A family member asked my 33-year-old male friend if he were planning on getting engaged to his long-time girlfriend. When he informed his fellow diners they’d recently broken up, he was met with eye rolls and groans. “When are you going to grow up and settle down?”

Realization #1 I realized my friends — men and women in their 20s and 30s, all of different personalities and energies — shared a common trait. While they all owned their own homes, had fantastic careers and social lives, they were somehow not perceived as fully-evolved adults.

In an age when we’re supposedly oh-so-enlightened, it’s appalling that certain stigmas are still attached to people – both single and married — who don’t conform to a certain lifestyle. We’re all on the “birth, school, work, death” path the Godfathers so eloquently sang about, but there are unlimited ways to fill the spaces in between. The only theory we could derive from some of our relatives’ comments was that in order to be viewed as true adults, we needed to develop an aversion to live music, move to a pre-fab neighborhood in the suburbs and abandon all sense of fashion.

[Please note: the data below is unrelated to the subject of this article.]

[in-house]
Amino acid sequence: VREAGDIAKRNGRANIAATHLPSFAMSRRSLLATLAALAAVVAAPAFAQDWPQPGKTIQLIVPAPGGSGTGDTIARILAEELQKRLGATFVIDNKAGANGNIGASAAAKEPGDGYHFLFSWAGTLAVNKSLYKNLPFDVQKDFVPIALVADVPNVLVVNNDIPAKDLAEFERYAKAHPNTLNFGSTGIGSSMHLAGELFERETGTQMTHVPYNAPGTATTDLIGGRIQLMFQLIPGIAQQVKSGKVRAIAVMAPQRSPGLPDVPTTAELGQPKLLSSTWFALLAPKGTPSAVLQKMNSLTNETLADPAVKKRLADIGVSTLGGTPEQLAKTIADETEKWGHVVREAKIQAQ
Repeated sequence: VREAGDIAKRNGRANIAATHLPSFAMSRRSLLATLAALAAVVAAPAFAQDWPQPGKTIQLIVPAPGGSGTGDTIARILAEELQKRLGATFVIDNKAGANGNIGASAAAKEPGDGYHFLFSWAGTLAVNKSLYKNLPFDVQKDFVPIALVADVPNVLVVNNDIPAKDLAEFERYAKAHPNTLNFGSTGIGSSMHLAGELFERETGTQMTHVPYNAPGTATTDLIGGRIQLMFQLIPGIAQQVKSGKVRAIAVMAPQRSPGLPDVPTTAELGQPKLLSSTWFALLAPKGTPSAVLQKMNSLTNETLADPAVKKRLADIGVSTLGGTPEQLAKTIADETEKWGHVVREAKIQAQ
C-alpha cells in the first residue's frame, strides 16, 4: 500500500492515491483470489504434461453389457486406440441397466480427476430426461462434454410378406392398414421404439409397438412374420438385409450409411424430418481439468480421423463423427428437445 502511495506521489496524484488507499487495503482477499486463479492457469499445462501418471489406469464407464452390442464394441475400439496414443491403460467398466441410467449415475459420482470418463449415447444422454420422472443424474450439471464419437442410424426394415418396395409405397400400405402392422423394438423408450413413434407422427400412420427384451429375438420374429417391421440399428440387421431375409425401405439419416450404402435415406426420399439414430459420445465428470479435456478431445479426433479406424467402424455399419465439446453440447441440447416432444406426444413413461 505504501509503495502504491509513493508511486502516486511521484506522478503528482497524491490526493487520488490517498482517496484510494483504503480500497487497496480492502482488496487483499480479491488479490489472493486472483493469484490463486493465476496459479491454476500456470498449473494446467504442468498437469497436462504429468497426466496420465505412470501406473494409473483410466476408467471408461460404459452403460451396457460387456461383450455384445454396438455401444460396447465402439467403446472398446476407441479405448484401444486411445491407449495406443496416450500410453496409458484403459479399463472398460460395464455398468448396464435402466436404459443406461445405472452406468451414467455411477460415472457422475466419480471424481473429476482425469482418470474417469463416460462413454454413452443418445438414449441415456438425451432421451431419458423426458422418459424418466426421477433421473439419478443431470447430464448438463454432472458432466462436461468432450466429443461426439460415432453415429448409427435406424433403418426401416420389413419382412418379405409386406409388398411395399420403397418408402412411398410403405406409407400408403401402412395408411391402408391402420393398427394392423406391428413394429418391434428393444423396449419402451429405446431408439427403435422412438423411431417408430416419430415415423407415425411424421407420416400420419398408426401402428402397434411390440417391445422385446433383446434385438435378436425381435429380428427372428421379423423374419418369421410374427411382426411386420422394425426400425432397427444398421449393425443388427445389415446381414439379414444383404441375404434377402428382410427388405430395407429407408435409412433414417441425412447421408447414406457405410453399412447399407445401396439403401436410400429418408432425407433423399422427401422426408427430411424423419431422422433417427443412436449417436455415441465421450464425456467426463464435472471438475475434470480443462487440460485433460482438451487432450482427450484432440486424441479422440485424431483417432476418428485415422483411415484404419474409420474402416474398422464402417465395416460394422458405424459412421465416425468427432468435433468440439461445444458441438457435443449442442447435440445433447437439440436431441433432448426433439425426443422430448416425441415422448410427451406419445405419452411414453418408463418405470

Are people who finish college and move in to Greg Brady-esque hideaways in their parents’ homes “more adult” than those who have lived on their own? You know the type – they are the secret squirrels that hide their co-dependence behind separate phone lines but actually live in pimped-up versions of their childhood bedrooms until they get married.

Realization #2 Marriage isn’t necessarily Miracle Gro for maturity. Just because someone walks down the aisle earlier in life, he/she doesn’t suddenly develop clearer judgment, accept criticism more gracefully, or become more accountable for his/her mistakes.